The evidence is still accumulating. But already we've learned that an overweening aim of the Bush administration has been to put its stamp on U.S. government far into the future. These people envisioned unchallenged Republican rule stretching toward perpetuity. Rough as it may sound, this had to mean not only defeating Democrats, but destroying them.
GOP strategist Karl Rove has seemed agreeable to almost anything else. The charge that they've tried using federal attorneys for crass political purposes may await further proof. But hardly a day passes that the investigative arm of newly empowered congressional committees fails to turn up fresh examples of abuse. Like the outlandish tale that emerged when Rep. Henry Waxman's Committee on Oversight grilled Lorita Doan. She's the businesswoman Bush chose to head the government's General Services Administration. Her testimony, combined with that of the GSA's inspector general, Brian Miller, laid bare a brazen violation of federal law that occurred last Jan. 26. This was just three weeks after the new Congress was sworn in. White House displeasure over the change was clearly reflected in a "brown bag lunch" it arranged for top employees in GSA, an agency dispensing $66 billion a year in government contracts.
Oblivious to restrictions of the Hatch Act, or of personal ethics standards, the administration's political gurus circulated two lists of names. The first identified 20 "targeted" Democratic House members considered politically vulnerable because they posted the narrowest victory margins last November. The other list highlighted 20 Republican incumbents also thought to be in danger of losing their seats in the next election.
The point of putting these rosters side by side was made instantly clear by the question, "What can this agency do to help our friends?" For GSA's upper-echelon staffers, the question answers itself. Their jobs, you see, lie in negotiating and awarding government contracts.
An outrageous place for political favoritism? Of course. Yet Bush's guys may be pikers. Remember the Nixon tapes? Barely 35 years ago everyone listened in on plans being hatched for a veritable reign of terror. The tape's date was Sept. 15, 1972 - seven weeks before President Nixon's landslide re-election victory over George McGovern. Advance polling left no doubt the race was as good as over. Rather than relish the impending triumph, however, Nixon already was planning how he'd square things with organizations and individuals who had opposed him.
"They are asking for it, and they're going to get it," he's heard confiding to the young White House counsel, John Dean. "We haven't used our power in the first four years. ... We haven't used the Bureau (meaning the FBI) and haven't used the Justice Department. But things are going to change now!"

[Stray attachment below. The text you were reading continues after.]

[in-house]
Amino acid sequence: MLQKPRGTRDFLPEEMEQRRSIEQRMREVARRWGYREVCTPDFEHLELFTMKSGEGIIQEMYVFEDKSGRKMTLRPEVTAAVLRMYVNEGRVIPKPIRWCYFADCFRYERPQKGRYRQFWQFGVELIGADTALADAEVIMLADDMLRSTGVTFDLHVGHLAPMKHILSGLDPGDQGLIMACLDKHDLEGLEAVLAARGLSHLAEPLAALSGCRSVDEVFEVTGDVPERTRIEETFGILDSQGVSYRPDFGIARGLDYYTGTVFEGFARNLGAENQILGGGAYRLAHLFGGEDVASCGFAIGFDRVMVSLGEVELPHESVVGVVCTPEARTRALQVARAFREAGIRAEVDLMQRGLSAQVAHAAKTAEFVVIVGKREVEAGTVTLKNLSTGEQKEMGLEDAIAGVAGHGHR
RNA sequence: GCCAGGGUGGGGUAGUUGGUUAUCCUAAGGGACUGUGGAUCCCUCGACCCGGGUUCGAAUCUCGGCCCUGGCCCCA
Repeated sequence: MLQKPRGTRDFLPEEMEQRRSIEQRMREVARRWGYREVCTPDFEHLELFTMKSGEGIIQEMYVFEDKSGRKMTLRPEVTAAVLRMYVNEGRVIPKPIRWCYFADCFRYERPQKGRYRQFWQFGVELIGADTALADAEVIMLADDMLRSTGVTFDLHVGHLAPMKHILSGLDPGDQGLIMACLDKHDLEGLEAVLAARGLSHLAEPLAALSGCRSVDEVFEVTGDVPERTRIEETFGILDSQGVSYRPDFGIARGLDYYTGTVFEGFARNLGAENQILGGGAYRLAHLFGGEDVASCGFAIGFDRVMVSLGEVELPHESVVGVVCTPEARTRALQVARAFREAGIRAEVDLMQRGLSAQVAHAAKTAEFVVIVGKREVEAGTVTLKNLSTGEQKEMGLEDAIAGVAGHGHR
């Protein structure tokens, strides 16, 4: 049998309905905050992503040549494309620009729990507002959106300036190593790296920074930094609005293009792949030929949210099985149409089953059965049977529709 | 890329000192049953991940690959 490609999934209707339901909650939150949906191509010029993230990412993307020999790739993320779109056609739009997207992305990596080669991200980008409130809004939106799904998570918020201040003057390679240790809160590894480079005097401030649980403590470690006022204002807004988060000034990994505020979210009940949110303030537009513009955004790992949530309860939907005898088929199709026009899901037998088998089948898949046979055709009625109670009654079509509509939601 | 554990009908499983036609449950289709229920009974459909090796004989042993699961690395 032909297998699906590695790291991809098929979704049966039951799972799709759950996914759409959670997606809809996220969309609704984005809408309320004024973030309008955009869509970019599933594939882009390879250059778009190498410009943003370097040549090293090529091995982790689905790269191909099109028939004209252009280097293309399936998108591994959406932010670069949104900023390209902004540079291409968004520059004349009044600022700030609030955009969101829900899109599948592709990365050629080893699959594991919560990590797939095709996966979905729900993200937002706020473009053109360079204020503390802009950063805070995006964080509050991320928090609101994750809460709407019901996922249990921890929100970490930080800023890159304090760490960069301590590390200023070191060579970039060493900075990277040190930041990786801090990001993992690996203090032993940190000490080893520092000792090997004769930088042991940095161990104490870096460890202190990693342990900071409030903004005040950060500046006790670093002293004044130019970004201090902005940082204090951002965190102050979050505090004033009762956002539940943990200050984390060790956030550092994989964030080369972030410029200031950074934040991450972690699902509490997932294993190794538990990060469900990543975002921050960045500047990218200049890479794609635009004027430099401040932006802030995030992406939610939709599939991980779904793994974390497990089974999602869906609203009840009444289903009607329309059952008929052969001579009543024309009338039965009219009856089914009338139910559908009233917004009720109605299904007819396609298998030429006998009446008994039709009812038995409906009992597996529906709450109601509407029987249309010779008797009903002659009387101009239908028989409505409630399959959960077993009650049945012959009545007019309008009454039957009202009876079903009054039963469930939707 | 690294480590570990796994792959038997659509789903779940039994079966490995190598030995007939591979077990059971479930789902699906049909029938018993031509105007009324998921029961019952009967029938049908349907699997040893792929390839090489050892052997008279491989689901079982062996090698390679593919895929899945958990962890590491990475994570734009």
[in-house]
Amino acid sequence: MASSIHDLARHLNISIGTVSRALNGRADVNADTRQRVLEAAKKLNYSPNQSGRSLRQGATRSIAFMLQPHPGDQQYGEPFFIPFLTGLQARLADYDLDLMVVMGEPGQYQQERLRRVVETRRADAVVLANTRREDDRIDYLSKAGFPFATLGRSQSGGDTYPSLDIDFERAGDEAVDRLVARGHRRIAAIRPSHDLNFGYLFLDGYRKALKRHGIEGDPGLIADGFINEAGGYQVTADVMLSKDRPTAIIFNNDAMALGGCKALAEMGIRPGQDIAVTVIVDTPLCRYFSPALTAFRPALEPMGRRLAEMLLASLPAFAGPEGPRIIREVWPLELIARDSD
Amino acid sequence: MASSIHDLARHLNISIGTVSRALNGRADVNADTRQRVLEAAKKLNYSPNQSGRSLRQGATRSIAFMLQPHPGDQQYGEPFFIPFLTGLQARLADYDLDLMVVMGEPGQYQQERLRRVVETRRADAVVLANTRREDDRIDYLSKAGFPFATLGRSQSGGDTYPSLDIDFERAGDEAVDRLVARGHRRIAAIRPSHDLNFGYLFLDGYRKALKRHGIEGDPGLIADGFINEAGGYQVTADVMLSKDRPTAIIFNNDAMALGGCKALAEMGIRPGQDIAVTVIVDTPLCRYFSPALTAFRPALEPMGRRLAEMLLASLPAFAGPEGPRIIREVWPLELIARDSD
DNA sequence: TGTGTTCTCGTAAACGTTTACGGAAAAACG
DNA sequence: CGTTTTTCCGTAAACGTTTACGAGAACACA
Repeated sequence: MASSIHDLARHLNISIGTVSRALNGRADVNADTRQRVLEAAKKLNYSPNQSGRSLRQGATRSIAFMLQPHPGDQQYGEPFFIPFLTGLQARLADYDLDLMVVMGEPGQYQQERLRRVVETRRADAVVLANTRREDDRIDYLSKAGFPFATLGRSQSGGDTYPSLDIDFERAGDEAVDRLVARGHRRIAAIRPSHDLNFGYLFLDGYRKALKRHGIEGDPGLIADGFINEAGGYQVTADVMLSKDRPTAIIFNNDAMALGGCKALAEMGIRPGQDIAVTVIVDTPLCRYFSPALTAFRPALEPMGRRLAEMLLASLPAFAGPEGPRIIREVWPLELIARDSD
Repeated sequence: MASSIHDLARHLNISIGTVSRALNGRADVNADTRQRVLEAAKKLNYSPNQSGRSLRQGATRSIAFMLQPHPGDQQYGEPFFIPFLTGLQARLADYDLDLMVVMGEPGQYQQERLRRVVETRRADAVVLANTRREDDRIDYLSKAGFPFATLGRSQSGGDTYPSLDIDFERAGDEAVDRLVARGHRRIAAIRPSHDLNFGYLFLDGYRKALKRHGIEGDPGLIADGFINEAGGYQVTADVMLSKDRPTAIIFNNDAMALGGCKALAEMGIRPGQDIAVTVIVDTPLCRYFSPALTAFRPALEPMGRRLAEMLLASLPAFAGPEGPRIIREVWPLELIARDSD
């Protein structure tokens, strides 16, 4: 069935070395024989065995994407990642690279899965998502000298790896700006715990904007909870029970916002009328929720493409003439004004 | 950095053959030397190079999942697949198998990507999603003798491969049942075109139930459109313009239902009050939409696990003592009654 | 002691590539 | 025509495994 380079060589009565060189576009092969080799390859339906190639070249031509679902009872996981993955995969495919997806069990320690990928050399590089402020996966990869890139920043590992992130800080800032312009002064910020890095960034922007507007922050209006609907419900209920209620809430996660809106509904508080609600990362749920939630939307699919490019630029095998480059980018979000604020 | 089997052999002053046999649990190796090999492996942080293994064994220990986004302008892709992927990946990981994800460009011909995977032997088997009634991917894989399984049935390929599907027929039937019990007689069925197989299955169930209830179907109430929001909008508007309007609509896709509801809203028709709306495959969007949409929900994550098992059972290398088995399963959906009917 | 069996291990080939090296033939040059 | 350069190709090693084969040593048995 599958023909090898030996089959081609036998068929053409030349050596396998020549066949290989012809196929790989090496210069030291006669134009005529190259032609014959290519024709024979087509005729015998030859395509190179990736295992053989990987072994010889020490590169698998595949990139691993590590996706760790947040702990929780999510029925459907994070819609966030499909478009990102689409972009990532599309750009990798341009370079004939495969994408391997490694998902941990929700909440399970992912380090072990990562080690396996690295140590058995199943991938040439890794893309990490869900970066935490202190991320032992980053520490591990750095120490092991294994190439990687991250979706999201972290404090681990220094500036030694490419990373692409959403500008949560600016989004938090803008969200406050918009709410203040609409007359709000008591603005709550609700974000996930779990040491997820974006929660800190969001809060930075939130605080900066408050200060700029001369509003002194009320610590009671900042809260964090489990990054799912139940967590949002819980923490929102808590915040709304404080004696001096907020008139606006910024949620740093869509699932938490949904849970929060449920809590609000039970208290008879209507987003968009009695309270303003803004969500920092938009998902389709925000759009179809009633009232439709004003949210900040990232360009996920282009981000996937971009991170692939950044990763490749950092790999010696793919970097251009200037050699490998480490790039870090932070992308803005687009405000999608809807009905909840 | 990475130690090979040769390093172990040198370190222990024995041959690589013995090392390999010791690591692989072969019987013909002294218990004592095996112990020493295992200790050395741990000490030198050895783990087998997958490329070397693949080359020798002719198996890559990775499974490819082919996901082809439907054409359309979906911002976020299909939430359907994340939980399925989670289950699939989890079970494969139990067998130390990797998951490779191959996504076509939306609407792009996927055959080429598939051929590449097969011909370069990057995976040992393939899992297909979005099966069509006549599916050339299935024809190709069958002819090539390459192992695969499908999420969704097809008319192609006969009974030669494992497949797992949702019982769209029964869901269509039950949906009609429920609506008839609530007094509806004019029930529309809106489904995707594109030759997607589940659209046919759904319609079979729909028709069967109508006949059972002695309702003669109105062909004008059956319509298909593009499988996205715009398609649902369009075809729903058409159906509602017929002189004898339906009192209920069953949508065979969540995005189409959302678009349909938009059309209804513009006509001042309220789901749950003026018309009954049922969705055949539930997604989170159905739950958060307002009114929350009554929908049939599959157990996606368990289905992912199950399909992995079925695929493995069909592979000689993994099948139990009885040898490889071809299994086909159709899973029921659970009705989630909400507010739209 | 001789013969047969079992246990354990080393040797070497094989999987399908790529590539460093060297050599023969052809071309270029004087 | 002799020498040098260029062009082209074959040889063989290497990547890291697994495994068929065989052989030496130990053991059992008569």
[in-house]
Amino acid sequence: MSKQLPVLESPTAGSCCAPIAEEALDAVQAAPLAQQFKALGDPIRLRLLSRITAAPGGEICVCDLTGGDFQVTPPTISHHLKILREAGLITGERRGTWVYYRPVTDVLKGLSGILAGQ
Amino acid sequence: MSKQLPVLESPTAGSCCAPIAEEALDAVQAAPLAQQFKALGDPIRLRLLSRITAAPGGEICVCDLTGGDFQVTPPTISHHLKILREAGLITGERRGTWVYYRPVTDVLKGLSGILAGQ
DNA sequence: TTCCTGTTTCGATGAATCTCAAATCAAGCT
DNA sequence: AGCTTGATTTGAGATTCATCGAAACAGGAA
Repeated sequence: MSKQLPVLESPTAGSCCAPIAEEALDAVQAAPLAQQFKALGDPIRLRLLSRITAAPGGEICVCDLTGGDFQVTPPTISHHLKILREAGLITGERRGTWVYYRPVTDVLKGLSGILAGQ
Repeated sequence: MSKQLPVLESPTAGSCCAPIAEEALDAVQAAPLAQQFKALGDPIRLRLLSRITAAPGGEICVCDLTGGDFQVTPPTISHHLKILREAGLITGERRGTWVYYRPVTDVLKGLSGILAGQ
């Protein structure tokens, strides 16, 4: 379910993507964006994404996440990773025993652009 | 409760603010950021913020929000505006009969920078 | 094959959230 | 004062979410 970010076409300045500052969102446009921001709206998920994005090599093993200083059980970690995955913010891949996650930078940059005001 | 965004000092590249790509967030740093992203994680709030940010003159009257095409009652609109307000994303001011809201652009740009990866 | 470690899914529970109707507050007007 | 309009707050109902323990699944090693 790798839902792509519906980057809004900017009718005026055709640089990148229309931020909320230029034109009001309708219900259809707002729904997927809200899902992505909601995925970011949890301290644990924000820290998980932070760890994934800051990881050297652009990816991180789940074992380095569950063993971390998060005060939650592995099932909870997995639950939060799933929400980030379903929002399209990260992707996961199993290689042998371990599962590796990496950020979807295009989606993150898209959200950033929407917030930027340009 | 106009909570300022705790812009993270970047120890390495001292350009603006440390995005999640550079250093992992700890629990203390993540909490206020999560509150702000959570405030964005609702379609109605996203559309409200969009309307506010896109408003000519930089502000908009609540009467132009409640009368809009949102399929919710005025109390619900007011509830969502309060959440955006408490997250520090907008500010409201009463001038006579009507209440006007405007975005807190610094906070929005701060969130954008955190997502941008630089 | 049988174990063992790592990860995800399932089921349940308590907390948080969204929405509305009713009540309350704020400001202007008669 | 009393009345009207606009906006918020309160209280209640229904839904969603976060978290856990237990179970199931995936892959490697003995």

"That's an exciting prospect," a bootlicking Dean responds. As the White House lawyer, Dean of course sensed that unprincipled presidential vengeance could take many forms. The Federal Communications Commission could delay renewal of highly valuable broadcast licenses held by the anti-Nixon Washington Post in Miami and elsewhere. Troublesome individuals might get their comeuppance in future dealings with the dreaded IRS or with any of a half-dozen regulatory agencies each having a majority of members - including a chairman - of the party in power.
An exciting prospect, indeed, and one that was further spelled out with a leaked "enemies list" prepared in the Nixon White House, specifying dozens of persons against whom the president felt determined to move. At a time, the Watergate break-in still commanded attention only as "a third-rate burglary," the enemies list had been compiled by Chuck Colson, one of 19 Nixon associates (ranging from Watergate burglars to an attorney general) who subsequently served time.
Ah, memories that bless and burn. We may shortly witness a lovely bit of irony. No. 17 on Colson's list of soon-to-be targeted Americans was a young black congressman from Detroit, John Conyers. Although then a very junior member of the House Judiciary Committee, Conyers had boldly advanced the possibility of a presidential impeachment.
No flash in the pan, he's now serving his 22nd term, the second most senior House member - And would you believe it? - the Democratic takeover has catapulted Conyers to chairmanship of that same Judiciary Committee. He's one of a handful running the show, poised to hear a host of charges against the Bush administration.
As warbled in the dulcet tones of Justin Timberlake, what goes around comes around.
Van Deerlin represented a San Diego County district in Congress for 18 years.